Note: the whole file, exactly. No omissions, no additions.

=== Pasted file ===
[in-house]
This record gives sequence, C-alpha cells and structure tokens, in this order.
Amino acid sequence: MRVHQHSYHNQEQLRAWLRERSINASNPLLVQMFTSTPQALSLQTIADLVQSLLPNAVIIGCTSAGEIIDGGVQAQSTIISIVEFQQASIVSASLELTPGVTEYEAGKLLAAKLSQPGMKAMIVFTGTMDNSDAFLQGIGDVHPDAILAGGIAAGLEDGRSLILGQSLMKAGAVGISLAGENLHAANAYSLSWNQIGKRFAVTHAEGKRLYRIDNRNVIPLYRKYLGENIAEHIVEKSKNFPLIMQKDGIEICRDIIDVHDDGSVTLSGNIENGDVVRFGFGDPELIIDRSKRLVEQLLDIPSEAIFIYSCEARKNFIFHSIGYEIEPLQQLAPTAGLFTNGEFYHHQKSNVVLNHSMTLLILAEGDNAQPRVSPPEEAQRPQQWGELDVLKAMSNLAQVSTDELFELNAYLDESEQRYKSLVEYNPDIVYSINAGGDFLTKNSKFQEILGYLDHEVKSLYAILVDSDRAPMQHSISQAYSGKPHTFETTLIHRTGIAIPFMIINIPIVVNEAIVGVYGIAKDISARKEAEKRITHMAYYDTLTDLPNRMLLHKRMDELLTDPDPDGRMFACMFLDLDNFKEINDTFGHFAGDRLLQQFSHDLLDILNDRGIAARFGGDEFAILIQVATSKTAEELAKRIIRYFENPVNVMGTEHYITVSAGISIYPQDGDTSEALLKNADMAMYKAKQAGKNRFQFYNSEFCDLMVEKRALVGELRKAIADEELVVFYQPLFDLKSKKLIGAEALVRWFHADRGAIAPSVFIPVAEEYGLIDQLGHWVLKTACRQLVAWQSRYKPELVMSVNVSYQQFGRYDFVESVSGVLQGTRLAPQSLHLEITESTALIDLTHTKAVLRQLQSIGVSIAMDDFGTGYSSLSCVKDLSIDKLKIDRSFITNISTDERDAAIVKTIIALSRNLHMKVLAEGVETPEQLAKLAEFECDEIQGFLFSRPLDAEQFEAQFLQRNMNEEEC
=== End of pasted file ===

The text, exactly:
[in-house]
This record gives sequence, C-alpha cells and structure tokens, in this order.
Amino acid sequence: MRVHQHSYHNQEQLRAWLRERSINASNPLLVQMFTSTPQALSLQTIADLVQSLLPNAVIIGCTSAGEIIDGGVQAQSTIISIVEFQQASIVSASLELTPGVTEYEAGKLLAAKLSQPGMKAMIVFTGTMDNSDAFLQGIGDVHPDAILAGGIAAGLEDGRSLILGQSLMKAGAVGISLAGENLHAANAYSLSWNQIGKRFAVTHAEGKRLYRIDNRNVIPLYRKYLGENIAEHIVEKSKNFPLIMQKDGIEICRDIIDVHDDGSVTLSGNIENGDVVRFGFGDPELIIDRSKRLVEQLLDIPSEAIFIYSCEARKNFIFHSIGYEIEPLQQLAPTAGLFTNGEFYHHQKSNVVLNHSMTLLILAEGDNAQPRVSPPEEAQRPQQWGELDVLKAMSNLAQVSTDELFELNAYLDESEQRYKSLVEYNPDIVYSINAGGDFLTKNSKFQEILGYLDHEVKSLYAILVDSDRAPMQHSISQAYSGKPHTFETTLIHRTGIAIPFMIINIPIVVNEAIVGVYGIAKDISARKEAEKRITHMAYYDTLTDLPNRMLLHKRMDELLTDPDPDGRMFACMFLDLDNFKEINDTFGHFAGDRLLQQFSHDLLDILNDRGIAARFGGDEFAILIQVATSKTAEELAKRIIRYFENPVNVMGTEHYITVSAGISIYPQDGDTSEALLKNADMAMYKAKQAGKNRFQFYNSEFCDLMVEKRALVGELRKAIADEELVVFYQPLFDLKSKKLIGAEALVRWFHADRGAIAPSVFIPVAEEYGLIDQLGHWVLKTACRQLVAWQSRYKPELVMSVNVSYQQFGRYDFVESVSGVLQGTRLAPQSLHLEITESTALIDLTHTKAVLRQLQSIGVSIAMDDFGTGYSSLSCVKDLSIDKLKIDRSFITNISTDERDAAIVKTIIALSRNLHMKVLAEGVETPEQLAKLAEFECDEIQGFLFSRPLDAEQFEAQFLQRNMNEEEC